A few weeks ago, my wife came back from the movies telling me I had to go see a new independent film, Napoleon Dynamite, which she said was very funny. "And make sure you're on time," she added. You don't want to miss the titles." Now, Dorothy is not a designer, and in fact makes it a point to never say things like this. So I knew the titles must be special.
And they were. The whole movie is great, but the audience began laughing during the opening title sequence, which is a masterpiece of desperately low-tech typography. I hung around through the end credits, watching the names roll - director and writer, cast and crew, not a single one of which I had ever heard before - and waiting to see if they credited the title designer. I figured that this would be some new talent to watch.
Imagine my surprise when the name finally rolled on: Pablo Ferro, the most legendary title designer working in the movies today. [See Editor's Note below.]
Napoleon Dynamite is one of those films that tries so earnestly hard to be "quirky" that it would be off-putting if it wasn't actually hilarious. A deadpan combination of Rushmore, Election, Welcome to the Dollhouse, and Flashdance, the film is a "revenge of the nerds" story staged in a bleak Idaho setting where everyone seems to be a nerd, which makes the question of revenge rather existential. It benefits from some great performances from Jon Heder, Jon Gries and Aaron Ruell, direction by Jared Hess and a script by Hess and his wife Jerusha containing dozens of indelible, quotable lines of dialog including my favorite, delivered by supporters of a tiny, pathologically shy Mexican-American student who is making a quixotic run at class president: "Pedro offers you his protection."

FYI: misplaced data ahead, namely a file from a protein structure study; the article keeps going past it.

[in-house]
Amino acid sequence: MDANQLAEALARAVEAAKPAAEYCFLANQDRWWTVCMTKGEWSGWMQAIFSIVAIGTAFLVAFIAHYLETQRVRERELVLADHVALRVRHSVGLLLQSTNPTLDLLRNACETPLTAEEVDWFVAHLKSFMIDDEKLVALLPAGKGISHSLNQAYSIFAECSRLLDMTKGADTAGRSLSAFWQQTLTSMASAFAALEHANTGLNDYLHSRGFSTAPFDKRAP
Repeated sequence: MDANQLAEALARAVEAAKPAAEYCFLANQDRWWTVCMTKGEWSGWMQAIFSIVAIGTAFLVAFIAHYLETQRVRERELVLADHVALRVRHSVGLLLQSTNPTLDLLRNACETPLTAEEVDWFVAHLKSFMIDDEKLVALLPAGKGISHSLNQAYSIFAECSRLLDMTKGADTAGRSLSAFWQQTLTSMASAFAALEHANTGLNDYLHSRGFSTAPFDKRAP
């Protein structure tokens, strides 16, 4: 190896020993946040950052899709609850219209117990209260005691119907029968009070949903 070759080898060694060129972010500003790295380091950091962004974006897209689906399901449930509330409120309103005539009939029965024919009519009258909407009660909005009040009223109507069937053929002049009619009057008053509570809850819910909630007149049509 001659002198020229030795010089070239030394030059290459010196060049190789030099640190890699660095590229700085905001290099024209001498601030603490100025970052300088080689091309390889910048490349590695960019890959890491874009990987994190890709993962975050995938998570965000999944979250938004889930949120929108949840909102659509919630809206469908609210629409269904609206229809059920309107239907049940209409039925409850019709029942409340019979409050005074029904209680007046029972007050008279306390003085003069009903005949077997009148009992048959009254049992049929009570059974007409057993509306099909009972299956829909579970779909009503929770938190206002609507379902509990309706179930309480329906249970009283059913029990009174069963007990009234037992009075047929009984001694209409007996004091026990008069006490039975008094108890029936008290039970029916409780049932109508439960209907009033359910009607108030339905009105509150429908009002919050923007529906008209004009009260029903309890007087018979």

What's astonishing is that this cast and crew of unknowns got Pablo Ferro.
Ferro, a past winner of the Chrysler Design Award, is perhaps best known for his titles for Stanley Kubrick's Dr. Strangelove (1964). There he introduced the trademark hand lettering that he has been periodically revived for films including Stop Making Sense and Men in Black. Although he can take on the ambitious, glossy Hollywood movie - he masterminded the dazzling multiple split screens in the original version of The Thomas Crown Affair - he has always seemed most at home in the darker, sardonic world of independent cinema, as witness his gritty scrapbook-style title design for To Die For in 1995.
The title sequence for Napoleon Dynamite uses as its background a series of flatly-lit, hideous surfaces that turn out to be tablecloth patterns. Nearly all of the credits are written with condiments like mustard and mayonnaise on foods like hamburgers and corn dogs. To a lounge-jazz score, none-too-graceful hands keep setting new dishes on the table. The budget appears to be non-existent: it all looks like it was shot in my mother's basement by my eleven-year-old nephew. As a result, the title sequence nails the movie's Vice-magazine-meets-4H-Club sensibility with deadeye accuracy. In my audience, it actually inspired little outbreaks of applause. As Napoleon himself might say, it is "flippin' sweet."
In an age where computer-generated this and special effects that are within the reach of anyone who can afford a copy of Final Cut Pro, it takes real restraint, not to mention confidence, to stick with a simple idea, simply executed. What a remarkable thing that it takes an old master to remind us how its done.
[Editor's note: Months after this article was posted, it emerged that while Pablo Ferro served as a visual consultant to the film and contributed artwork to certain live action sequences, the actual opening titles were created by Aaron Ruell. Ruell, who has worked with director Jared Hess since film school, explains that "We were lucky enough to get Pablo Ferro to draw up the title that appears on Napoleon's desk about three minutes into the movie. We took it to Sundance with only that one title in the beginning of the film. Then, after Searchlight bought the film, they suggested adding an opening title sequence." With only a few days and no budget, Ruell designed and shot the entire opening sequence, and is rightly proud of the way it came out. If you have seen the film, note that Ruell is the actor that plays Kip, which makes his achievement all the more impressive.
Based on the confusing wording of credits at the close of the film, we misattributed Ruell's work to Ferro. We contacted Ferro's studio to in an attempt to get some stills from the sequence to shoot but were not successful. It turned out that Ferro has never seen the final film, and perhaps never knew exactly what we were talking about.
We regret the error and extend our apologies to Aaron Ruell and Pablo Ferro. MB]